Harding v British Medical Association, Court of Appeal - Queen's Bench Division, January 10, 2017, [2017] EWHC 5 (QB)

Issuing Organization:Queen's Bench Division
Actores:Harding v British Medical Association
Resolution Date:January 10, 2017

Case No: HQ15X03495

Neutral Citation Number: [2017] EWHC 5 (QB)



Royal Courts of Justice

Strand, London, WC2A 2LL

Date: 10 January 2017



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The Claimant appeared in person

Stephen Innes (instructed by Gateley Plc) for the Defendant

Hearing dates: 8 December 2016

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Mrs Justice May:

This Appeal

  1. By this appeal the Claimant (``Dr Harding'') seeks to overturn the decision of Deputy Master Hill QC dated 12 February 2016 striking out his claim against the Defendant (``the BMA''). Permission to appeal was given following an oral hearing, by order of Edis J dated 12 September 2016, in respect of two grounds only as follows:

    Whether, in relation to the allegation of failure to include a claim of ``whistleblowing'' in the ET1 form lodged on 6 January 2009:

    (i) The cause of action in tort accrued more than 6 years before the claim for in the present action was issued on 15 January 2015; and

    (ii) It is an abuse of process, as a collateral attack on the findings of the Employment Tribunal in its judgment dated 7 June 2010, for Dr Harding to allege that his ``whistleblowing'' claim could have succeeded in the Employment Tribunal.

  2. By its Respondent's Notice, the BMA seeks to uphold the Deputy Master's decision on the further ground that Dr Harding's claim is fanciful, having no reasonable ground of success, thus entitling the BMA to summary judgment on its defence.


  3. I take the background facts from the very helpful summary contained in the judgment of Deputy Master Hill QC.

  4. Dr Harding was employed by Berkshire Healthcare NHS Foundation Trust (``BHCFT'') as a consultant psychiatrist from 1987 until his eventual dismissal in 2008. An issue had arisen with his care of a particular patient in 2006 at which time Dr Harding was asked by the Medical Director to step back and hand over care to another psychiatrist. He was unhappy with this and complained by letter dated 23 April 2007. He was suspended from work whilst several internal investigations were conducted by a number of different persons.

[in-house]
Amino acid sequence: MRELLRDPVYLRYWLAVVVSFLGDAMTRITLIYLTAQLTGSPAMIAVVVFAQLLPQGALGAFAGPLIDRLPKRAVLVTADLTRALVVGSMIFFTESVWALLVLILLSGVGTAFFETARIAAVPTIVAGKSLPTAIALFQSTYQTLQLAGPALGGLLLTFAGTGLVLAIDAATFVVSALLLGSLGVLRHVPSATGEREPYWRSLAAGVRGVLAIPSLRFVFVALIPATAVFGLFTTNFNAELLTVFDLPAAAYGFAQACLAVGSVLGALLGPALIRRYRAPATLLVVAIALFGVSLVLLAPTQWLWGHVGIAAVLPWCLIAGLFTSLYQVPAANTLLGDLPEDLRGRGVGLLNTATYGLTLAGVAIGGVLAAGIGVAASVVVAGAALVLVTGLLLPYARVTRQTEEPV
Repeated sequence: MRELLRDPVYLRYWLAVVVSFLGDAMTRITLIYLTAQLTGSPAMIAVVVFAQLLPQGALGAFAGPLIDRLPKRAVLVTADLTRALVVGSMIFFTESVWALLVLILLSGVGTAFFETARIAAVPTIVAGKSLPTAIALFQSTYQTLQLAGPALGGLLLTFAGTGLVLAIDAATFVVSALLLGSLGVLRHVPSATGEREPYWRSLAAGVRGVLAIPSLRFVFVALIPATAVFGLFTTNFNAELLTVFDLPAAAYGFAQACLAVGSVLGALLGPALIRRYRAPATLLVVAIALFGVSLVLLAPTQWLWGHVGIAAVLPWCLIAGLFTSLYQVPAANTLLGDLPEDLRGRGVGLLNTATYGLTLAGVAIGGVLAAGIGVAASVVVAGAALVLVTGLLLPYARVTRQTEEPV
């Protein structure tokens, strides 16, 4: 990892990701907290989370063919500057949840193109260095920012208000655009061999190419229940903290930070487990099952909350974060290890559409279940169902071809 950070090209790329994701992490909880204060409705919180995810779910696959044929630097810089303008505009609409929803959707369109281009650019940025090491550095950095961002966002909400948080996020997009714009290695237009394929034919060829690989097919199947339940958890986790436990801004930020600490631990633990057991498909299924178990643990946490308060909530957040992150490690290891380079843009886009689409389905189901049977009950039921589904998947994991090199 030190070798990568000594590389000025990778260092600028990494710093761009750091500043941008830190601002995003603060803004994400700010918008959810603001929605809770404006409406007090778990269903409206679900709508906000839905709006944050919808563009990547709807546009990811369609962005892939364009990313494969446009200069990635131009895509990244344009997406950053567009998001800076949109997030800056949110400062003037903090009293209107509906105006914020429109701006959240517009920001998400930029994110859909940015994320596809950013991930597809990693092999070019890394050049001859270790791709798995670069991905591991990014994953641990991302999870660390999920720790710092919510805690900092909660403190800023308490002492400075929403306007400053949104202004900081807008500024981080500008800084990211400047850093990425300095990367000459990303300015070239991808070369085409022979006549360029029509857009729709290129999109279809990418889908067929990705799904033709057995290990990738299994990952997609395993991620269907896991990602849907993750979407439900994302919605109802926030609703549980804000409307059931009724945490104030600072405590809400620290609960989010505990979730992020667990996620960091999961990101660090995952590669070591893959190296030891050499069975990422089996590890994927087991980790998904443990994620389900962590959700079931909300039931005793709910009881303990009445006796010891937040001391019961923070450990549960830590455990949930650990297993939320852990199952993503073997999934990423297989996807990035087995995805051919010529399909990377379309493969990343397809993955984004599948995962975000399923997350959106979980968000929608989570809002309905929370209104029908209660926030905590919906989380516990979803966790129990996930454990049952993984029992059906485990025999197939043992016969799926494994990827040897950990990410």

5. On 11 September 2008 there was a disciplinary hearing at which the panel upheld nine allegations of misconduct following which, on 9 October 2008, Dr Harding was dismissed. He appealed but on 19 November 2008 he was informed that his appeal had been dismissed. During these disciplinary proceedings Dr Harding was supported by the Medical Defence Union. Following his dismissal, he approached the BMA for help.

  6. The BMA referred the case to solicitors, Messrs Halliwells, on 29 December 2008 for a merits assessment but in the meantime, since the 3-month time-limit was nearing expiry, a member of staff from the BMA filled out the ET1 claim form and lodged it at the Employment Tribunal (``ET'') on 6 January 2009. The ET1 form did not include any whistleblowing claim.

  7. As result of negative advice from Halliwells the BMA declined to provide assistance to Dr Harding in his claim in the ET. That advice had specifically addressed the prospects of success of any whistleblowing claim.

  8. Dr Harding thereafter pursued his claim in the ET privately. On 1 June 2009 he applied to amend his ET1 to include a whistleblowing claim but this application was refused at a Pre-Hearing Review on 27 August 2009.

  9. Dr Harding's case was heard in the ET from 19-23 April 2010. By its decision dated 7 June 2010 the ET found that he had been unfairly dismissed by reason of a failure by BHCFT to follow proper procedures, however the ET found that Dr Harding's compensatory award would be reduced by 100% by reason of the fact that, by his actions which amounted to gross misconduct, he had contributed to his dismissal. In short, they found that the BCHFT's grounds for dismissal - gross misconduct by failing to keep proper patient records - were made out, but that their procedures had been at fault. Dr Harding's appeal against that decision was dismissed by the Employment Appeal Tribunal on 30 September 2011.

  10. Dr Harding issued these proceedings against the BMA on 15 January 2015 claiming damages in negligence. He made a variety of complaints of which the only relevant one for present purposes, in the light of the limited permission granted by Edis J, is the allegation of negligence in the completion of the ET1 form in January 2009, specifically by the omission from it of any whistleblowing claims.

  11. By an application dated 20 August 2015 the BMA sought to strike out the claim and/or seek summary judgment dismissing it on various bases, including in particular that the claim was time-barred and/or that it was an abuse of process, being a collateral attack on the findings of the ET. It is from the Deputy Master's judgment on that application that Dr Harding now appeals.

  12. The issues which I have to decide on this appeal may be summarised as follows:

    (i) Limitation.

    (ii) Collateral attack/abuse.

    (iii) Whether the claim is fanciful with no chance at all of success, as advanced by the BMA in its Respondent's notice.

    New evidence

  13. There was no application before me, as such, to admit new evidence on this appeal; however Dr Harding, appearing...

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